Note: This is a work in progress, consider this post more like some development notes of sources and links and references that I've found interesting. I might throw away half of it, or never finish the experiment.
What do ctypes, OpenCV-python and Pillow have in common, apart from being Python libraries? In my case they form a nice pack to begin tinkering with automation in less usual scenarios... like videogames.
After finding an amazing tutorial on how to teach an AI to drive cars in GTA V with Python, I thought I could start maybe with something simpler. Like an auto-clicker for those idle & clicker videogames.
I am using Pillow because its ImageGrab module is perfect to capture screenshots (with bounding box directly, so no need to crop anything), and it's a single line of code to transform the image into an optimized NumPy array... which is also the source for many OpenCV operations.
Regarding OpenCV, I'm just learning it as I go, half by reading its tutorials and half by directly playing with things I've seen in the GTA V AI article, like changing colorspaces and canny edge detection. I am still toying with which approach is better (grayscale or HSV), but I already have a working prototype that draws edges of coins as a black & white mask, and then by reading pixel data I'm able to pinpoint them in screen.
Handling input is becoming actually the hardest part, as I want to build it for Linux (there are lots of articles on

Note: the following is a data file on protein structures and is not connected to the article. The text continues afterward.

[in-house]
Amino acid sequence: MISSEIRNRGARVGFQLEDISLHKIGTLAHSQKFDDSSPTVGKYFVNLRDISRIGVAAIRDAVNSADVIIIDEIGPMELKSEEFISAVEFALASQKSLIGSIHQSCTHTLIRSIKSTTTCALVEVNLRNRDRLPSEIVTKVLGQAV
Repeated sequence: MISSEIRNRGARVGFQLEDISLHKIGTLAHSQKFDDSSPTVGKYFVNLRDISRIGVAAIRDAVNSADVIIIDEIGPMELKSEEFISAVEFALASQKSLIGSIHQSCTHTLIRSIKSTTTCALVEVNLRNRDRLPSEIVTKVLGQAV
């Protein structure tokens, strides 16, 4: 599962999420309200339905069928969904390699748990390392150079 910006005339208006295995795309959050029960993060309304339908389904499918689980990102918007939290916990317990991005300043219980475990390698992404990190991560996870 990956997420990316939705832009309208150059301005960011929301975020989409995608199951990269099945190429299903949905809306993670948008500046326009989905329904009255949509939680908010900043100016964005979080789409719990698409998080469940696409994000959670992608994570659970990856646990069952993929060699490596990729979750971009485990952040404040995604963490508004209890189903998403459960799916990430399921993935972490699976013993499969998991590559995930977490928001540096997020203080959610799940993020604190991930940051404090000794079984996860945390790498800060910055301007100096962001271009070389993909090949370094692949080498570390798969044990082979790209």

ctypes and Windows DirectInput) and I'm not familiar with the X Window System. Thankfully the X11 library documentation contains all calls and I already have implemented querying the mouse position (XQueryPointer) and moving it to wherever I want (XWarpPointer), so I see where it detects entities better than just raw X,Y coordinates.
I am missing how to send mouse clicks, and I'd like to play with OpenCV a bit more to try to really detect items within it (right now is raw array comparisons).
I don't know if to publish the code, partly to not ease cheating on those games (which in the end you play for free) and party because excepting the input handling code, everything else are really basic operations with each library that you can find on their respective official documentation or tutorials.
In any case, here's one screenshot of a debug frame mask with edge detection. The game was running and already past the equivalent frame, but the goal is to automatically click to pick up all gold coins enemies leave upon dying: